I think there will be a collective sigh of relief from the advertising world come next Wednesday, especially if you live in a coveted “swing state”. The campaign is set to spend a record $6 Billion in advertising – this is $700 Million more than the previous record set in 2008. This is partially due to the Supreme Court case (Citizen’s United), which lifted the ban on the ability of super PACs to spend unlimited amounts without disclosing their donors.
The spending from outside groups is expected to total more than $970 Million – 3x the previous record of $301 Million set in 2008 (prior to the Citizen’s United ruling). The majority of these dollars is spent on Television advertising, including cable, which local clients tend to flood because they can buy the zones that represent their districts, and it is the most effective way to reach the largest number of people in those areas. Online spending is also expected to reap the benefits of extra dollars – projecting a sixfold increase from 2008, up to $159.2 Million. This is still a drop in the bucket (1.5%), but spending for local races may go as high as 12% of a politician’s budget.
Political Spending in Baltimore
In our office, we’ve felt the ripple effect of the dollars being spent by candidates as well as “issue advertising”. Locally, the Baltimore market has seen an influx of outside spending on the issues known as Question 6, which would approve a law that allows same-sex couples to obtain a civil marriage license, and Question 7. Question 7 proposes a sixth casino in Maryland, as well as table games at all six sites. The pro-side has spent over $32 Million and not to be outdone, the Anti-Question 7 side spent over $33 Million. To put these figures into perspective, each side alone spent almost double what was spent on the last governor’s race in Maryland in 2010 ($17 Million).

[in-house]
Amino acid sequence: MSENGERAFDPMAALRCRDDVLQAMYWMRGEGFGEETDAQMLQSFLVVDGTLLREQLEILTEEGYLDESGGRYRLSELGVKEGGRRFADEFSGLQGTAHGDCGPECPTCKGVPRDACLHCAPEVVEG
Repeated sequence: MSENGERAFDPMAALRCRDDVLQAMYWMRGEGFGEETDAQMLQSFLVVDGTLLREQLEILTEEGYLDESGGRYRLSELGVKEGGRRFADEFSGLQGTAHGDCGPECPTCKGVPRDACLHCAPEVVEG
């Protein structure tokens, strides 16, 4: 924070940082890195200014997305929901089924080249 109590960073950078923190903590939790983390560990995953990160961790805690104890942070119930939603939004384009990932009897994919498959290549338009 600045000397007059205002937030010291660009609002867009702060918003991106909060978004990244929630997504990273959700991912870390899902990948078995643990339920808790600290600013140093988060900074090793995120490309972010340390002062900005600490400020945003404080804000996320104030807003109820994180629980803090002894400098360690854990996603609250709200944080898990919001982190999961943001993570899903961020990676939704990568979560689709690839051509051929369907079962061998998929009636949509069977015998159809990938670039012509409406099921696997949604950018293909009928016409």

Political Spending in Washington, DC
In Washington, the situation is worse because Virginia is a swing state and the DC market is important to Northern Virginia. Some of our clients opted not to advertise on TV for the whole quarter, knowing that once the election ended, airtime would still be in demand due to advertisers who wanted to wait until mid-November. Holiday retailers will also be spending more, and this would cause pricing to remain high.
A survey of 80 agencies conducted by Strata in October found that 47% of media buyers were planning to wait till after the election to place advertising for their clients.
Does political advertising really sway voters? My vote is “yes”, otherwise politicians and activist groups wouldn’t spend so much money to get just 6% of undecided voters to make up their minds. And, it seems that as the political battle gets nastier, it doesn’t seem to matter whether claims made by both parties are true or not. But take comfort in knowing that in 96 hours, it will all be over – unless of course we experience another 2000!!
This 4 year old girl from Colorado demonstrates how many of us are feeling: